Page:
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Elk Point Outreach School will stay open

St. Paul Education board members voted in favour of keeping the outreach school open and at its current location.
WEBEP OUtreach school 6114
Elk Point Outreach School will stay open, and will continue to operate from its current location. The St. Paul Education board has voted to postpone the closure of the school. / File photo

ELK POINT - About a year and a half after voting to close the Elk Point Outreach School (EPOS), the St. Paul Education board of trustees has postponed a decision regarding the closure of the school.

The decision means the outreach school will continue to operate as-is from its current location at 4902-51 Street in Elk Point. In May of 2020, the division took the first steps to close EPOS and Horizon Outreach School, located in St. Paul, permanently. But feedback from the community resulted in EPOS keeping its doors open, and the board halting its decision as the COVID-19 pandemic continued on.

The Horizon Outreach School was however closed, with students being dispersed into other schools in the division.

Background

In the spring of 2020, Superintendent Glen Brodziak recommended the closure of the schools due to funding changes and low enrolment. In the past, the provincial government gave $62,000 per outreach site. With a new funding formula, provincial funding was set at $150,000, regardless of how many outreach sites are being funded by the school division.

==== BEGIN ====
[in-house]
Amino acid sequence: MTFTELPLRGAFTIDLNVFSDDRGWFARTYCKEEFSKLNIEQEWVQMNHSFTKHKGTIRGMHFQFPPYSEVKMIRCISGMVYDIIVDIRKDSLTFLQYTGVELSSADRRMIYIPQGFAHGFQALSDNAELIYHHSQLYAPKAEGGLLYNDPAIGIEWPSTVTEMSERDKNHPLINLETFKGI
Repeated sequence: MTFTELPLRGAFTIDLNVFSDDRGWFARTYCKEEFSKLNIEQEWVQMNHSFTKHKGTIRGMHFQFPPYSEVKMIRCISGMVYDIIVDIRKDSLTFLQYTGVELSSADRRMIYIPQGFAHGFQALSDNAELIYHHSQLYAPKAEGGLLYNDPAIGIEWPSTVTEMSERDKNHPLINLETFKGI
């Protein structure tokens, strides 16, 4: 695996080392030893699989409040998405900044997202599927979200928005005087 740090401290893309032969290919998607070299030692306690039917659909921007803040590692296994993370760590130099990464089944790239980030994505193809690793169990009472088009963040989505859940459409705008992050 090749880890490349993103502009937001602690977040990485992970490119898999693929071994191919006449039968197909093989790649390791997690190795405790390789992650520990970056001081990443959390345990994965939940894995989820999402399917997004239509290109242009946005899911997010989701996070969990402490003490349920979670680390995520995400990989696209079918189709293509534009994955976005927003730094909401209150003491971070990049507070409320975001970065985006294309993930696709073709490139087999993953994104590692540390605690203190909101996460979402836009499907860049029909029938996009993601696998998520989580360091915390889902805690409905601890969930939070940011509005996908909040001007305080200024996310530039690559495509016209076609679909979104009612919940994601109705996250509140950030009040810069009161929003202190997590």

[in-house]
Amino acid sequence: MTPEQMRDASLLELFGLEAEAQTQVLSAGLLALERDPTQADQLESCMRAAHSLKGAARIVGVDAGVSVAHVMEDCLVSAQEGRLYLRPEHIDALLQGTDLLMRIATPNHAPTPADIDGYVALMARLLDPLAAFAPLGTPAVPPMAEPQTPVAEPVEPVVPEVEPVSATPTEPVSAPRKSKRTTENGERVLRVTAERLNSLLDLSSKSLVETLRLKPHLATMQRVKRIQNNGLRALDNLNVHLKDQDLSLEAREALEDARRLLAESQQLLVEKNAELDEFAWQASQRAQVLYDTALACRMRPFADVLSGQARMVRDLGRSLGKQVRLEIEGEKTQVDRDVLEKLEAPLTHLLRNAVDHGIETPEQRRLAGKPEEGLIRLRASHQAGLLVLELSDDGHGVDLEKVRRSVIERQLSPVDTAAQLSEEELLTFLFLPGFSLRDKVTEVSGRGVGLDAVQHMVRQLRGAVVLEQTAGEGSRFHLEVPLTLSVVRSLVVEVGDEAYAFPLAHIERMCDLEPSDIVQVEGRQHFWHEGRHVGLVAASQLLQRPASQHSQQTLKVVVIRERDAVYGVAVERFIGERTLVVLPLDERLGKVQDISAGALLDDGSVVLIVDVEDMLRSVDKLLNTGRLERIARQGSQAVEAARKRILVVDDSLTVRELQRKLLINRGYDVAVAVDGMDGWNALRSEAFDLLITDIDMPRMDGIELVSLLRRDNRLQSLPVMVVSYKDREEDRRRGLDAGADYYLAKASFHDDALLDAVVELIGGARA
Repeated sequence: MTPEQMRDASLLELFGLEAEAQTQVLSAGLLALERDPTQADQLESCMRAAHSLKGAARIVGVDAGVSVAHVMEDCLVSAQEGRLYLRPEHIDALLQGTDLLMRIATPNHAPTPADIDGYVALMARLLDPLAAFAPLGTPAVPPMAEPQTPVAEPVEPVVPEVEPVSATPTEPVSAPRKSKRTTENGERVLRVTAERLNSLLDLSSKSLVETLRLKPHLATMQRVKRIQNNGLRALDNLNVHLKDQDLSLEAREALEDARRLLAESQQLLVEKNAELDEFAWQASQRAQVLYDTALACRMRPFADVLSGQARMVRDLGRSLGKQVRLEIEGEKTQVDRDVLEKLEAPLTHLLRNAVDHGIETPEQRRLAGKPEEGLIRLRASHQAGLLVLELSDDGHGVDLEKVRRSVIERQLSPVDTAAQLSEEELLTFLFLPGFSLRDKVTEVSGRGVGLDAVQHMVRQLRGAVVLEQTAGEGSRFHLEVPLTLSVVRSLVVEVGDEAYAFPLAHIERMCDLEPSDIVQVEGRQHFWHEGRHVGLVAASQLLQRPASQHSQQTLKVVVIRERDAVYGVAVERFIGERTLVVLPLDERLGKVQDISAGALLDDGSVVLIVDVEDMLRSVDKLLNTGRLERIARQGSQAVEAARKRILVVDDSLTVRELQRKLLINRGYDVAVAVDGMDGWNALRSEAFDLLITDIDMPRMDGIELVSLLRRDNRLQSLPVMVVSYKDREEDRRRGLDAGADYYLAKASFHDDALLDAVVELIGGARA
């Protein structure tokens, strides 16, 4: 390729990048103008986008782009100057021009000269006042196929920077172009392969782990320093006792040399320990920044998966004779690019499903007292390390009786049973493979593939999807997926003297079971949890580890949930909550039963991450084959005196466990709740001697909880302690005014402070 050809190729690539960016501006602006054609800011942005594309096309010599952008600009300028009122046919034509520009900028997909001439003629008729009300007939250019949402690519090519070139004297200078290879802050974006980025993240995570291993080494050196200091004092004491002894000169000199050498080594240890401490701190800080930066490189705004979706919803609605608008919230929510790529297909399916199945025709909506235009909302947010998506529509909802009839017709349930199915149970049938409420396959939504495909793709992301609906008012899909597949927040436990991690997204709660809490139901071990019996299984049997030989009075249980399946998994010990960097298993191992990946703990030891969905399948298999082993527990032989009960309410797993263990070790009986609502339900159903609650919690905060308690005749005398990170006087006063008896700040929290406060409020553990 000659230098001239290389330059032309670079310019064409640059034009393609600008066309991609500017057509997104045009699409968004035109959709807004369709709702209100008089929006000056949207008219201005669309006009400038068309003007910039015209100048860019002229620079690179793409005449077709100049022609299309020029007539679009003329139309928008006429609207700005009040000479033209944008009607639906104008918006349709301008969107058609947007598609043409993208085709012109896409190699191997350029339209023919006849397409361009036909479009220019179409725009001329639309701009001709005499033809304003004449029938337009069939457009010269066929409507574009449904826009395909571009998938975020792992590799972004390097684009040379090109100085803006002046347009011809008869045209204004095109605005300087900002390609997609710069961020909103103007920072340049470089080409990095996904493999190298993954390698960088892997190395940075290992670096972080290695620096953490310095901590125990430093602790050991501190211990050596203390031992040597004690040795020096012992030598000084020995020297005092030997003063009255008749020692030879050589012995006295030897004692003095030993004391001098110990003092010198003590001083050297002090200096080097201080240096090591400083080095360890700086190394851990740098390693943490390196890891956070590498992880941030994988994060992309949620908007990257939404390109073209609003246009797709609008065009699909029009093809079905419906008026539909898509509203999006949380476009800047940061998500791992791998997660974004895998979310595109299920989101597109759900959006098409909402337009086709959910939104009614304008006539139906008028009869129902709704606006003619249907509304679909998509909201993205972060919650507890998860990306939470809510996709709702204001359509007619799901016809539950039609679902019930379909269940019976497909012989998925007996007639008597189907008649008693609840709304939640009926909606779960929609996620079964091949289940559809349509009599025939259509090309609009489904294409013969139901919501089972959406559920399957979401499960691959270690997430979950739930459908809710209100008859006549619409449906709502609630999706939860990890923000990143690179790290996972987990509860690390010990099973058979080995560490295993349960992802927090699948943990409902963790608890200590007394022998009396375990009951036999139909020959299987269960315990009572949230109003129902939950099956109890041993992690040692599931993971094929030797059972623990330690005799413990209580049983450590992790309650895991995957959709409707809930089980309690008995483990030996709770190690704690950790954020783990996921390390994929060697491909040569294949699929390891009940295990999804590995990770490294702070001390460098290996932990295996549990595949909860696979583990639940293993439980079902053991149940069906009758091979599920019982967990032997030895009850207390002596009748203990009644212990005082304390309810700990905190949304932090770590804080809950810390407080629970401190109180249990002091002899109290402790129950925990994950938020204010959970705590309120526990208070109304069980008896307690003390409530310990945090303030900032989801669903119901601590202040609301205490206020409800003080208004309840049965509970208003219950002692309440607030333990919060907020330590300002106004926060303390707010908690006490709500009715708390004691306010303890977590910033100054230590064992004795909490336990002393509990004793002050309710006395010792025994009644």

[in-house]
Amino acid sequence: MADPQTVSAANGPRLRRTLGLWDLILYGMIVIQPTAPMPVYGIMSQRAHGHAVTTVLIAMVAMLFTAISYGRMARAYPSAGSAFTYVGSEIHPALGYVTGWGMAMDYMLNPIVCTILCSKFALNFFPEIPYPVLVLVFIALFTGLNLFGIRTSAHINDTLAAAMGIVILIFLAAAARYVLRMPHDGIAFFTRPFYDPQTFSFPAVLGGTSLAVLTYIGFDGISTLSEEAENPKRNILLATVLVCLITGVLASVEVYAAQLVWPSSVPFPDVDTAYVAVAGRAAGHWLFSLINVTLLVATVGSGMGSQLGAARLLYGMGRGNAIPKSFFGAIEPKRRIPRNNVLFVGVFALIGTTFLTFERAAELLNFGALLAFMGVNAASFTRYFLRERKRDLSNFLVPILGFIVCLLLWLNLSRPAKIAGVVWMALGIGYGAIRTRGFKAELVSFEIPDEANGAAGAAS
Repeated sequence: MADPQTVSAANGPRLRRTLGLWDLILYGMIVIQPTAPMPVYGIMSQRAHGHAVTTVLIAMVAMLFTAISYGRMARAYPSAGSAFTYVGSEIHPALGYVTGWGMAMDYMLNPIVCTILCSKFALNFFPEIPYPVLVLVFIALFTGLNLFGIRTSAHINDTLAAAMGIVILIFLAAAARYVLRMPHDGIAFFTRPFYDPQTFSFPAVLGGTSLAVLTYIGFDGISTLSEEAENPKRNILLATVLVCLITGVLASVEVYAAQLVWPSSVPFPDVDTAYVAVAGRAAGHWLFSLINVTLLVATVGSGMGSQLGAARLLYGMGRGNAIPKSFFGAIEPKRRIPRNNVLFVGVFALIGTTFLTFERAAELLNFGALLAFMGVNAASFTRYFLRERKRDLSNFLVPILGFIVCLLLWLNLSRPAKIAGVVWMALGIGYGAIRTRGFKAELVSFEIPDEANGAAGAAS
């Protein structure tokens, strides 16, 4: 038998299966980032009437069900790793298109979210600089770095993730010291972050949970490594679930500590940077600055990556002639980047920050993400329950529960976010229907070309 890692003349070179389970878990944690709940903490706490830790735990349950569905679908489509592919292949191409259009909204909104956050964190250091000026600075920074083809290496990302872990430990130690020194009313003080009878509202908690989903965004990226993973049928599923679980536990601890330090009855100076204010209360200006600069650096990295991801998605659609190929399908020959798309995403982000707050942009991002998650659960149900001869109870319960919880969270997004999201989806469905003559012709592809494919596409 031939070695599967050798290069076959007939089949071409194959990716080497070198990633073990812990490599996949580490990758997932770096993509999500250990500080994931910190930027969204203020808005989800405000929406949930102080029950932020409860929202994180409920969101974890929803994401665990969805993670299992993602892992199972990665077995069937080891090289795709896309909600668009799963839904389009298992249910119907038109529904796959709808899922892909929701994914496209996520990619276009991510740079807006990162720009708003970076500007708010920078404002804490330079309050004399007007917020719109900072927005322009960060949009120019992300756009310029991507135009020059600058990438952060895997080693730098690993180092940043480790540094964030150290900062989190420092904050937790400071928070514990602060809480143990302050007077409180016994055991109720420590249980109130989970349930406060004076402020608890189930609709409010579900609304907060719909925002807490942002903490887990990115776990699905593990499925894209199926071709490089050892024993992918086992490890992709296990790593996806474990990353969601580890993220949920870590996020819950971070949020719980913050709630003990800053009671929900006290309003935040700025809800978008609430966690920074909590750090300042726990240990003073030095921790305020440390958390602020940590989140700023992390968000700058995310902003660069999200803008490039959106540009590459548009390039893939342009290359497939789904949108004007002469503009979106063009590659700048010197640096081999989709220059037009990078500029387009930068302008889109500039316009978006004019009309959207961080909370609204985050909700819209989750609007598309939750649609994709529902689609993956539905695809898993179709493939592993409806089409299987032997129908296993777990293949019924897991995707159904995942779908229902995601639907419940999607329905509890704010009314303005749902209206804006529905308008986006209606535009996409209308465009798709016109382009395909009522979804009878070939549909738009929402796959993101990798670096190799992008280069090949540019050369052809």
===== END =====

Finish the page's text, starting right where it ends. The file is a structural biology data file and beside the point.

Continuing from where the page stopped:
A stakeholder meeting was then held, with a number of community members voicing concern over the closure of EPOS. The board then decided to keep the school open for two years at its current location.

Staying open

The most recent decision on Oct. 13 came just days ahead of the school board election, set for Oct. 18.

Trustee Lorne Young, who has been overseeing the Elk Point region for the past term and was seeking re-election, thanked the board on Wednesday for reconsidering the closure of the school. He said he appreciated the school division's openness to the topic, and voiced his support to keep the school at its current location.

During discussions, it was noted that no one expected the COVID-19 pandemic to continue on for as long as it has, which has played a part in the decision making process.

"The pandemic does seem to have its ripple effects," said board chair Heather Starosielski. 

A recommendation to review the situation in a couple of years was put forward, to which Young said he had no problem with. He noted that if circumstances change, administration would be tasked with looking at the situation, regardless.

Trustees passed a motion to postpone the relocation of EPOS with a review of the decision scheduled for the 2023/24 school year. 

As of Sept. 30, there are 12 students enrolled at EPOS.



Janice Huser

About the Author: Janice Huser

Janice Huser has been with the St. Paul Journal since 2006. She is a graduate of the SAIT print media journalism program, is originally from St. Paul and has a passion for photography.
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